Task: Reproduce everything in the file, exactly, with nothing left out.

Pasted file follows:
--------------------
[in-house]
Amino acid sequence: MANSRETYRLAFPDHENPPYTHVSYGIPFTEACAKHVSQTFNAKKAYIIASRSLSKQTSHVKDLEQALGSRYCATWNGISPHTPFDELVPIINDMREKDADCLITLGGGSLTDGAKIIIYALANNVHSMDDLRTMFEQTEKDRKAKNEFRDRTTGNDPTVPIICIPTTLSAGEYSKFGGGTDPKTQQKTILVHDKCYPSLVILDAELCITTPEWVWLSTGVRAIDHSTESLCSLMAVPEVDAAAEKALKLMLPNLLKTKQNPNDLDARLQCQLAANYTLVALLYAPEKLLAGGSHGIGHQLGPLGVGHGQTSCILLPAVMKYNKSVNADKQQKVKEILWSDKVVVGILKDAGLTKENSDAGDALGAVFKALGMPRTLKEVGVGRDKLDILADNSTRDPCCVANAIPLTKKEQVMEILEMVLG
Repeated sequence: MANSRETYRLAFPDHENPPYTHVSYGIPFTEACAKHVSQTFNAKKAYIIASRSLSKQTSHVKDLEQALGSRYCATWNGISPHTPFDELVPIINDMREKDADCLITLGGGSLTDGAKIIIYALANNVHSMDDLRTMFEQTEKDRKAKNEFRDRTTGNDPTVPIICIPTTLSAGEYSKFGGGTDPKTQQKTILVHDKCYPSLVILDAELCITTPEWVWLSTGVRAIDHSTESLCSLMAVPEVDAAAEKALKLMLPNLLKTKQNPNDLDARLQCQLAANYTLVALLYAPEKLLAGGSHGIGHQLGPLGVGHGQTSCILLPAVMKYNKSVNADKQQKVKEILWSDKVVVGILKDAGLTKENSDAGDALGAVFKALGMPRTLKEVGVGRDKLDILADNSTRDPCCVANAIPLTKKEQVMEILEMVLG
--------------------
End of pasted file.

[in-house]
Amino acid sequence: MANSRETYRLAFPDHENPPYTHVSYGIPFTEACAKHVSQTFNAKKAYIIASRSLSKQTSHVKDLEQALGSRYCATWNGISPHTPFDELVPIINDMREKDADCLITLGGGSLTDGAKIIIYALANNVHSMDDLRTMFEQTEKDRKAKNEFRDRTTGNDPTVPIICIPTTLSAGEYSKFGGGTDPKTQQKTILVHDKCYPSLVILDAELCITTPEWVWLSTGVRAIDHSTESLCSLMAVPEVDAAAEKALKLMLPNLLKTKQNPNDLDARLQCQLAANYTLVALLYAPEKLLAGGSHGIGHQLGPLGVGHGQTSCILLPAVMKYNKSVNADKQQKVKEILWSDKVVVGILKDAGLTKENSDAGDALGAVFKALGMPRTLKEVGVGRDKLDILADNSTRDPCCVANAIPLTKKEQVMEILEMVLG
Repeated sequence: MANSRETYRLAFPDHENPPYTHVSYGIPFTEACAKHVSQTFNAKKAYIIASRSLSKQTSHVKDLEQALGSRYCATWNGISPHTPFDELVPIINDMREKDADCLITLGGGSLTDGAKIIIYALANNVHSMDDLRTMFEQTEKDRKAKNEFRDRTTGNDPTVPIICIPTTLSAGEYSKFGGGTDPKTQQKTILVHDKCYPSLVILDAELCITTPEWVWLSTGVRAIDHSTESLCSLMAVPEVDAAAEKALKLMLPNLLKTKQNPNDLDARLQCQLAANYTLVALLYAPEKLLAGGSHGIGHQLGPLGVGHGQTSCILLPAVMKYNKSVNADKQQKVKEILWSDKVVVGILKDAGLTKENSDAGDALGAVFKALGMPRTLKEVGVGRDKLDILADNSTRDPCCVANAIPLTKKEQVMEILEMVLG